The Richmond Register

Education

June 16, 2014

Corbin, Ashland schools among 25 beneficiaries of ‘bornlearning’ grants

FRANKFORT — A Corbin primary center serving grades K-2 and an Ashland elementary school are among the 25 beneficiaries of “bornlearning Academy” grants from Kentucky’s Race to the Top Learning grants and 14 more of the academies to assist parents of pre-kindergarten children will be funded by Toyota Manufacturing.

The academies provide workshops for parents of soon-to-be enrolled kindergarten students, showing parents how to use everyday activities for teaching and learning opportunities.

“For parents with very young children, especially first-time parents, any type of information you can get is very useful and helpful,” said Mark Daniels, director of Instructional Support for Corbin Independent Schools.

The Corbin Primary Center and Poage Elementary in Ashland will each receive one of the 25 “Kentucky All-STARS” grants which pay for training teachers and staff at Family Resource Centers to teach a series of six parent workshops. Crabbe Elementary in Ashland already operates the bornLearning program, having received a grant from Toyota in 2012 to train its staff.

The Race to the Top grant is providing $1.4 million to expand the program to 150 academies across the state beginning this year. Previously Toyota and United Way of Kentucky began a five-year statewide process of starting the academies in Kentucky in 2012.

The goal for Toyota is to fund startup of 70 academies by the end of the five years, including the 14 announced Monday along with those the state is funding through its Race to the Top grant.

“What we hope to do with it is involve parents in our school through our family resource center that may not have a relationship with the school already,” said Poage Principal Jamie Lester. “Our target audience is people who do not have a connection to our school yet. The goal is to building a relationship as such when the time does come that they already know everything about that.”

Lester said the Ashland family resource center will be available at Poage Elementary, on site, two days a week during the school year.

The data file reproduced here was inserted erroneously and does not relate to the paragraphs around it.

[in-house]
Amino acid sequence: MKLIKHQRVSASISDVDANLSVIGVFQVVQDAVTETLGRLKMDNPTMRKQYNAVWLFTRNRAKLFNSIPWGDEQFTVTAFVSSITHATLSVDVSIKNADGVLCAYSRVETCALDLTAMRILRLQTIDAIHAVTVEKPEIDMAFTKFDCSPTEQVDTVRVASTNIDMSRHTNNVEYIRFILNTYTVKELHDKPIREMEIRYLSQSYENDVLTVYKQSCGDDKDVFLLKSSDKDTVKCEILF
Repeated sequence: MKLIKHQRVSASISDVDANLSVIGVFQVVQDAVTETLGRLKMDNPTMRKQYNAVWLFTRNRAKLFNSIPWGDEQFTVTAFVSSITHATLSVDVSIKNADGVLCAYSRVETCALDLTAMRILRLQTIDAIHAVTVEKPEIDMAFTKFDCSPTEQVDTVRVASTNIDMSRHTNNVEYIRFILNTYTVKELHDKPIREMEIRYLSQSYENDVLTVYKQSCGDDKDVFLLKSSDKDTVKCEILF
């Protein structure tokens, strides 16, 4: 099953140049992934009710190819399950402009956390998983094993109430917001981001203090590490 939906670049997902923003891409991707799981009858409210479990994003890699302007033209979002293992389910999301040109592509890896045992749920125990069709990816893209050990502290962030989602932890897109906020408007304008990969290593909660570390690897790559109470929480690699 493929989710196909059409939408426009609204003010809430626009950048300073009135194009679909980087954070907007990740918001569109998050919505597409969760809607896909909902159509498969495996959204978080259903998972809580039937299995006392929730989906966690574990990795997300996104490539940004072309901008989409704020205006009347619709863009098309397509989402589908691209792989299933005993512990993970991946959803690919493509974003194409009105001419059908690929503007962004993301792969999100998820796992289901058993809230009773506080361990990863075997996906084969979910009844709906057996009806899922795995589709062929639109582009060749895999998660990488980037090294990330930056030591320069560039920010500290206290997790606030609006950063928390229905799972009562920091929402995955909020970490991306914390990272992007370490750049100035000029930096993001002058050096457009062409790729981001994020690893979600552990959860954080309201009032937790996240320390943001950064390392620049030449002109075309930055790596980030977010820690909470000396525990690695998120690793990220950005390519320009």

“We want them to know our family resource director, the school secretary, the principal, all those people, before their kids even get into our school,” Lester said. “It’s about building relationships.”

Daniels said the academy uses proven strategies which have been researched and tested and shown to work. They include workshops specifically directed at fathers and even grandparents to help children learn and be better prepared for kindergarten and school.

“There are a tremendous number of grandparents raising their grandchildren in this area and across the country, really,” Daniels said. Other sessions show parents how to use common activities to explain patterns and words as well as nutrition and general health components.

Daniels said the school just learned it is one of this year’s recipients and Megan Howard, who will coordinate the program, was attending a workshop on the program Monday.

Helen Carroll, manager of community relations at Toyota, said the reason for the automobile manufacturer’s interest is simple.

“Toyota’s growth and success depend on the quality of the workforce,” she explained. “We need workers who are prepared through high quality education and training. We have learned that workers prepared for college and career start out as children prepared for kindergarten. And that starts with parents.”

Toyota plans to invest $1 million in the academies by 2016. Beshear said the Race to the Top grant provided the state an opportunity to build on the proven success of the academies funded by Toyota in a partnership with United Way of Kentucky.

“Parents and caregivers often need support and guidance on how to best teach their children and set them on the right track for learning,” Beshear said. “These academies provide them with tools to prepare their young children to succeed in kindergarten and beyond.”

Others funded by the state grants this year are Justice Elementary in Clark County, Eden Elementary in Martin County, and Tompkinsville Elementary in Monroe County. Elementary programs in Graves, Livingston, Logan, Campbell, Pendleton, Shelby, Casey, Cumberland, Washington, Mason, Owsley, Leslie, Breckinridge, Hardin, and Meade counties also received state grants.

Newly funded Toyota academies are in Bell, Daviess, Fayette, Franklin, Hardin, Henderson, Kenton, Leslie, Oldham and Perry counties.

Toyota previously funded the program at Crabbe Elementary in Ashland, Berea Elementary and Hiseville Elementary in Barren County.

Ronnie Ellis writes for CNHI News Service and is based in Frankfort. Reach him at rellis@cnhi.com. Follow CNHI News Service stories on Twitter at www.twitter.com/

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